You’ll almost always find me in an interior cabin on a Royal Caribbean cruise. While the opposite of luxurious, I never mind my small, windowless rooms, especially if it means I can save money on cruise fare.
Nonetheless, I just disembarked a 4-night cruise in a Spacious Ocean View cabin on Liberty of the Seas. Wanting to “treat myself” but also try something new, I upgraded my cabin for $248 extra on top of the $779 I originally paid for an interior cabin. This brought my total cruise cost to $1027.
I always love trying new ways to cruise with Royal Caribbean, so when I realized I could upgrade to a Spacious Ocean View cabin for a reasonable price, I figured I would give it a try.
I had never sailed in an ocean view room before, so I was curious to see how my cabin experience would differ from an interior or balcony cabin. The price of an ocean view cabin is usually between interior and balcony cabins, but I had two main questions:
- Would an ocean view cabin be that different from an interior to justify the extra cost?
- If I’m upgrading to an ocean view, is it better to spend a little more to upgrade to a balcony?
With extra room and scenic views out the porthole window, was this upgrade worth it? Let’s find out.
Royal Up vs standard upgrade
Many cruisers look to Royal Caribbean's stateroom bidding program, RoyalUp, when hoping to upgrade their cruise ship cabin. I have used RoyalUp once before (without any luck), but I’ve since realized it’s better to first contact your travel agent about the cost to upgrade without bidding.
Related: Royal Caribbean’s RoyalUp guide, tips, and tricks
RoyalUp allows guests to bid on higher stateroom categories with the hope of winning the bid and upgrading at a lower cost.
What I’ve realized, however, is that the minimum bids on RoyalUp are not always cheaper than upgrading your stateroom directly through Royal Caribbean or a travel agent.
When I asked my travel agent how much it would cost to upgrade from my interior cabin, for example, I was surprised to see such reasonable prices. The Promenade View Interior and Guarantee Ocean View cabins were actually cheaper than the original price I paid for my interior stateroom.
Meanwhile, if I had placed a bid on a Guarantee Ocean View through RoyalUp, I would have had to bid a minimum of $30 per person for the weakest bid possible.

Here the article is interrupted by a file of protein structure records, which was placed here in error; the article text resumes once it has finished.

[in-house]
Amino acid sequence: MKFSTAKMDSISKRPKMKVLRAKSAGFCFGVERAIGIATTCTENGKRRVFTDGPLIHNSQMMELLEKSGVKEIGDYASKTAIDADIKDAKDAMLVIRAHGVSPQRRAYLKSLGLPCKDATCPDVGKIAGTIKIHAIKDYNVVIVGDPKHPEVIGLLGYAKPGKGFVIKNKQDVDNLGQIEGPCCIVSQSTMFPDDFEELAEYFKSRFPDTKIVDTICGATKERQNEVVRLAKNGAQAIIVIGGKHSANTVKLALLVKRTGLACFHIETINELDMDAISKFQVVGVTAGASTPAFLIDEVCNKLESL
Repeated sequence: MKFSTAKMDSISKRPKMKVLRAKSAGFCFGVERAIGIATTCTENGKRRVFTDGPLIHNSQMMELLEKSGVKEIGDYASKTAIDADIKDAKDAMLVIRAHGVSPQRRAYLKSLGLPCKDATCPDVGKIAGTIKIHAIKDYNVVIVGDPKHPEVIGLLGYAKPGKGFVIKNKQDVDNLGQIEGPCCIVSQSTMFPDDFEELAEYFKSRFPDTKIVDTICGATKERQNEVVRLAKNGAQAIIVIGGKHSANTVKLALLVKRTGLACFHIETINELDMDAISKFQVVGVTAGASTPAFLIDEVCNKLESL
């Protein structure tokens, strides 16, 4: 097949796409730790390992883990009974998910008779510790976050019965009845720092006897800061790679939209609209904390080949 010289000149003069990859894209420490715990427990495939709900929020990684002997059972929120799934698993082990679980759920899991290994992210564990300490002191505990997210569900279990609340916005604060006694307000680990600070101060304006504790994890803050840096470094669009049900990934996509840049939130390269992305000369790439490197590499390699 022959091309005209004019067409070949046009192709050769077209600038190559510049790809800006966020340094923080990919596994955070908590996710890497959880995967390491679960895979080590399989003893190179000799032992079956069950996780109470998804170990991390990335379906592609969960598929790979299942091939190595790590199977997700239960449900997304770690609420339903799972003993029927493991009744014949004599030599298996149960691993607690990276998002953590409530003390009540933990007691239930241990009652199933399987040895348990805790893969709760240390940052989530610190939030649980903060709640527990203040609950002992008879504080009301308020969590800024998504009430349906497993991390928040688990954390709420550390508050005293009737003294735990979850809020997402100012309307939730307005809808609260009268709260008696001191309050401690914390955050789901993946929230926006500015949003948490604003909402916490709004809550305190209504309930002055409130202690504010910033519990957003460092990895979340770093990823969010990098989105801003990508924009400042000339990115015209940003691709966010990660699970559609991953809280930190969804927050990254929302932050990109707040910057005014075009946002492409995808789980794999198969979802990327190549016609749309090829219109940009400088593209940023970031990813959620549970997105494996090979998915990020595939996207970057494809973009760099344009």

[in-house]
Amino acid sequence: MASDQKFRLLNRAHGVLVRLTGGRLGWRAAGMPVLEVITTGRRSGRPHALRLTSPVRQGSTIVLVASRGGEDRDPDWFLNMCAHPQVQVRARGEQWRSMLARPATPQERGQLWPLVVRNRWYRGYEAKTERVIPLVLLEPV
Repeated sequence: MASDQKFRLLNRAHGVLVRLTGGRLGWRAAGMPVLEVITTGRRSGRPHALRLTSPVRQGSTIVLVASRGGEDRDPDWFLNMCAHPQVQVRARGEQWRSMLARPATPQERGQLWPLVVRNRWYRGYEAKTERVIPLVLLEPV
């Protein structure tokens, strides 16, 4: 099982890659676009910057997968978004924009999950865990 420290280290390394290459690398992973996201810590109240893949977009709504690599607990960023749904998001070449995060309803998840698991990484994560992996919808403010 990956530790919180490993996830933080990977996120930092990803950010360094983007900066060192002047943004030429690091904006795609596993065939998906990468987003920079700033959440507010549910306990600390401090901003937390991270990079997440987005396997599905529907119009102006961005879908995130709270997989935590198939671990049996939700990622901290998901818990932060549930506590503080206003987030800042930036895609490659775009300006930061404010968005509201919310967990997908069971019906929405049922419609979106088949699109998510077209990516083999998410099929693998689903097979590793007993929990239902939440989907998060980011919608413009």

As soon as I walked into our cabin, I was pleased to see it was quite spacious, although I was a bit surprised that the room was the same size as a balcony cabin.
For some reason I expected this cabin to be even more spacious than a balcony room, but this is probably reserved for the Ultra Spacious Ocean View cabins.
Regardless, compared to the tiny interior rooms I usually stay in, our ocean view cabin felt huge! The interior cabins on Freedom Class ships are tiny, and while I’ve stayed in this size stateroom with guests before, it’s definitely a tight squeeze.
Related: I tried the best inside cruise ship cabin hacks to see how well they worked
Our cabin was equipped with many amenities, including:
- King bed (that we later separated to two twin beds)
- Desk and vanity area
- Couch and side table
- Mini fridge
There was ample storage in the room, from drawers on both sides of the vanity to our nightstand and a spacious wardrobe. There were also shelves on the side of the vanity near our bed which I found useful throughout the cruise.
There was also storage located behind the mirrors in the vanity and bathroom which could easily be overlooked, so we took advantage of this, too.
The best part of our cabin, of course, was the porthole window. This window was larger than I expected, although I was surprised that we had a “balcony” outside the window.
Because this room is on deck 7 as opposed to the majority of ocean view cabins on decks 2 and 3, the porthole overlooked a non-usable balcony before reaching the ocean.
Pros of our cabin upgrade
An obvious benefit of staying in our Spacious Ocean View cabin was having more space. We never ran into each other in the cabin and had no shortage of storage space.
We didn’t even utilize most of the storage, in fact, because there was more than enough room to keep our suitcases on the floor of the cabin without having to unpack for a short cruise.